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Impact fees likely to stay on hold

SEBRING — Highlands County commissioners gave one good reason to keep impact fees in moratorium for another year: Competition.

They don’t want to even the odds with nearby counties like Polk and give developers a reason to go elsewhere.

Commissioners have another reason to keep the moratorium: Current fees are way out of date.

Although they would have had to revisit them with a study every five years, it could cost an estimated $92,000 for a new study, based on costs discussed last year.

For now, they’ve asked County Administrator Randy Vosburg to bring back a measure on March 17 to extend what has already been a 10-year moratorium.

The moratorium expires on June 30. County Attorney Joy Carmichael advised commissioners last May to decide on a study or an extension by January. She said they need 90 days prior notice to adopt or amend the impact fee ordinance.

Setting fees

Tindale-Oliver & Associates Inc., now called Tindale Oliver, did a study for Highlands County in Fiscal Year 2005-2006, prior to the Great Recession. County commissioners at that time adopted the fees in 2006, to go into effect in 2007.

Instead of going for 100% of what Tindale Oliver recommended, commissioners set them at 25% for fire, rescue, and emergency medical services; libraries, parks, and recreation; correctional institutions; law enforcement, and transportation.

They set them at 50% for education.

At the time, impact fees on a single-family home of 1,501-2,499 square feet would have added an extra $5,217.78 to construction costs.

Quality restaurants with wait staff and no drive-through windows, would cost $8,4004.87 per 1,000 square feet to build. Fast food with drive-through services would pay $26,281.22 per 1,000 square feet.

Non-residential land uses would have paid only the fees for transportation and emergency fire and medical services.

In September 2007, commissioner voted to raise fees to 30 percent, effective January 2008.

Holding fees

By May 2009, commissioners voted 4-1 to suspend the fees after hearing from citizens who said the fees were starving the local economy.

Then-Commissioner Barbara Stewart dissented: “Everyone wants services, but no one wants to pay for them.”

Then-Commissioner C. Guy Maxcy said holding off on the fees would stimulate the local economy, but stimulus didn’t happen right away.

While commissioners waited for results, the Impact Fee Board, a county advisory body, pointed to a new study by Duncan Associates, James C. Nichols, and Wilbur Smith Associates that took issue with the 45 land use categories in the previous study.

Under the new study, fees would decrease for roads, schools, parks. libraries, fire/emergency services, and would increase for law enforcement and jails.

Commissioners did not adopt the changes, but put the fees on hiatus every year after that, in hopes that the local economy would recover.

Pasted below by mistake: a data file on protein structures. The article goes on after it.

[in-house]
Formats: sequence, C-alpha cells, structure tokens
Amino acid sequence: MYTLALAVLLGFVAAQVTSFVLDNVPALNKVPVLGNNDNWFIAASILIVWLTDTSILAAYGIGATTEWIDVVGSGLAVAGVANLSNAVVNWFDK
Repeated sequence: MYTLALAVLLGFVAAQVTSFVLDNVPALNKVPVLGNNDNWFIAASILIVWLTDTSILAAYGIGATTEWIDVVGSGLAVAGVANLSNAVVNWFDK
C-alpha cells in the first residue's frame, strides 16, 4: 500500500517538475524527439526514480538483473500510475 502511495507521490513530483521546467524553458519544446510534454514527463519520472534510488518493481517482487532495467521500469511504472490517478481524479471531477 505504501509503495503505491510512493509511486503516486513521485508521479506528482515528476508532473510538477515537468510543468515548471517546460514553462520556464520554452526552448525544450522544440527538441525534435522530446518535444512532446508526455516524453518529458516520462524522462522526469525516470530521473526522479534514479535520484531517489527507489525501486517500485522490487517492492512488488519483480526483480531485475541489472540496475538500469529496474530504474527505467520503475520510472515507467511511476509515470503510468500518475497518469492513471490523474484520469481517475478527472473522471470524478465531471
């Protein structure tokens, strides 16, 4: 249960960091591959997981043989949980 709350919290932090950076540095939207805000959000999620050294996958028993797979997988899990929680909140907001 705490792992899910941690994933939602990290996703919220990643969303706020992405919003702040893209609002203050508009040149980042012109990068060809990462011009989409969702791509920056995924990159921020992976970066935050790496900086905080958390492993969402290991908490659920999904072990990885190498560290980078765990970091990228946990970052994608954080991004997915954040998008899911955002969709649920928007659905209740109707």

Close the gap

Shortly after that, commissioners began talking with Highlands County Fire Services officials to look at a possible fire assessment to replace outdated and worn apparatus, expand or rebuild fire stations and possibly hire career firefighters to close any gaps in the volunteer firefighter system.

After at least five years of discussions and argument, the county commission adopted a countywide fire assessment in 2018, to take effect with the start of Fiscal Year 2018-2019. It also is not yet being assessed at 100%, but the rates were based on square footage of developed land and at a flat rate for vacant parcels.

Hurricane Irma hit in 2017, resulting in flooding throughout many existing subdivisions, prompting commissioners last April to discuss a possible countywide drainage assessment. They have not taken any movement in that direction, however.

What fees don’t pay

Last May, in discussions over extending the impact fee moratorium to this year, Lake Placid Town Councilman Ray Royce and County Commissioner Jim Brooks both pointed out that the biggest impacts right now come from houses being built in existing subdivisions — ones platted before land development regulations that required good drainage systems, water/sewer lines or funds set aside for road capacity improvements.

Impact fees can only be assessed on individual homes or businesses, but not whole subdivisions when new ones are not being platted.

Brooks also said the fees can pay for new growth, but not existing deficiencies. County Engineer Clinton Howerton Jr. said not having funds to do improvements can be difficult, but added that having to manage limited resources is part of his job.

Development Services Director Benjamin Dunn also said that while fire and medical services were covered by impact fees, those fees would only have paid for new buildings, trucks and equipment, not salaries for full-time personnel.

Dunn also echoed Business Development Manager Meghan DiGiacomo, one of his lieutenants, who had said business and land developers’ “eyes light up” when they hear Highlands County has no impact fees, at least none that are active.


News
Car Tunes & Motorvating Music